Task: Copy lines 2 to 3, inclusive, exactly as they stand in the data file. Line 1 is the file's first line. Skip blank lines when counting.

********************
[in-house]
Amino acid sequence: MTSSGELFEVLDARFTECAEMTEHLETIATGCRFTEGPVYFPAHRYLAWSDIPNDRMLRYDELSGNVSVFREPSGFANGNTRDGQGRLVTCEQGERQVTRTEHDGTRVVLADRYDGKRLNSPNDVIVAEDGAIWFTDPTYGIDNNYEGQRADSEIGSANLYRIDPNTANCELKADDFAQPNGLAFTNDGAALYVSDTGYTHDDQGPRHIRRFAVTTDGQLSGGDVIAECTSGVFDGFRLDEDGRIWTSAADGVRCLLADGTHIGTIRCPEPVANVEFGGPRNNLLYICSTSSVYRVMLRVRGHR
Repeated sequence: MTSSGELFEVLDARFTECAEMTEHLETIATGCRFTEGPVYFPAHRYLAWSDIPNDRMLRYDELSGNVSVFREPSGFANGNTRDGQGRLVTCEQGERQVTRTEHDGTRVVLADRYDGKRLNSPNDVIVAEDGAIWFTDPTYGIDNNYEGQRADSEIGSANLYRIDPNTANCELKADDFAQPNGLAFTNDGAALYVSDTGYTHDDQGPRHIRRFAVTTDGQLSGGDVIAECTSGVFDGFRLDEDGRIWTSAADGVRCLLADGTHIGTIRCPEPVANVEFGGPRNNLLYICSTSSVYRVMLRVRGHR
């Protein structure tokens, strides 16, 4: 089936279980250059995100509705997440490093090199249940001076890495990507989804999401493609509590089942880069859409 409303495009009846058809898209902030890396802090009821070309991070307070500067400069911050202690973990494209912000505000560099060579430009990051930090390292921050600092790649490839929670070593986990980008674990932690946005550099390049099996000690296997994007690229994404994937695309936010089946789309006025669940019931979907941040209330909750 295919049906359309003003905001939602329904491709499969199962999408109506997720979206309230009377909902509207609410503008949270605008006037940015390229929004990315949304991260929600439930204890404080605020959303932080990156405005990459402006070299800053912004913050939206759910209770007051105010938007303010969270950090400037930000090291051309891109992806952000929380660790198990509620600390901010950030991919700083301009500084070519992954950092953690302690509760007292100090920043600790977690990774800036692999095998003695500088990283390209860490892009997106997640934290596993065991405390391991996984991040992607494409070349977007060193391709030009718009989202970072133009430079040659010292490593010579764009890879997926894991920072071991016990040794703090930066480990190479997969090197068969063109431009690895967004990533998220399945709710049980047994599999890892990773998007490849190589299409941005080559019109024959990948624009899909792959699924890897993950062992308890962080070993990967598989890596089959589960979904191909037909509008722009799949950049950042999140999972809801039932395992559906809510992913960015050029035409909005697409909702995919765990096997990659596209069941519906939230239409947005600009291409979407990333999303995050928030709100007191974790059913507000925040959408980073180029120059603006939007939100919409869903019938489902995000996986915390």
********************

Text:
Amino acid sequence: MTSSGELFEVLDARFTECAEMTEHLETIATGCRFTEGPVYFPAHRYLAWSDIPNDRMLRYDELSGNVSVFREPSGFANGNTRDGQGRLVTCEQGERQVTRTEHDGTRVVLADRYDGKRLNSPNDVIVAEDGAIWFTDPTYGIDNNYEGQRADSEIGSANLYRIDPNTANCELKADDFAQPNGLAFTNDGAALYVSDTGYTHDDQGPRHIRRFAVTTDGQLSGGDVIAECTSGVFDGFRLDEDGRIWTSAADGVRCLLADGTHIGTIRCPEPVANVEFGGPRNNLLYICSTSSVYRVMLRVRGHR
Repeated sequence: MTSSGELFEVLDARFTECAEMTEHLETIATGCRFTEGPVYFPAHRYLAWSDIPNDRMLRYDELSGNVSVFREPSGFANGNTRDGQGRLVTCEQGERQVTRTEHDGTRVVLADRYDGKRLNSPNDVIVAEDGAIWFTDPTYGIDNNYEGQRADSEIGSANLYRIDPNTANCELKADDFAQPNGLAFTNDGAALYVSDTGYTHDDQGPRHIRRFAVTTDGQLSGGDVIAECTSGVFDGFRLDEDGRIWTSAADGVRCLLADGTHIGTIRCPEPVANVEFGGPRNNLLYICSTSSVYRVMLRVRGHR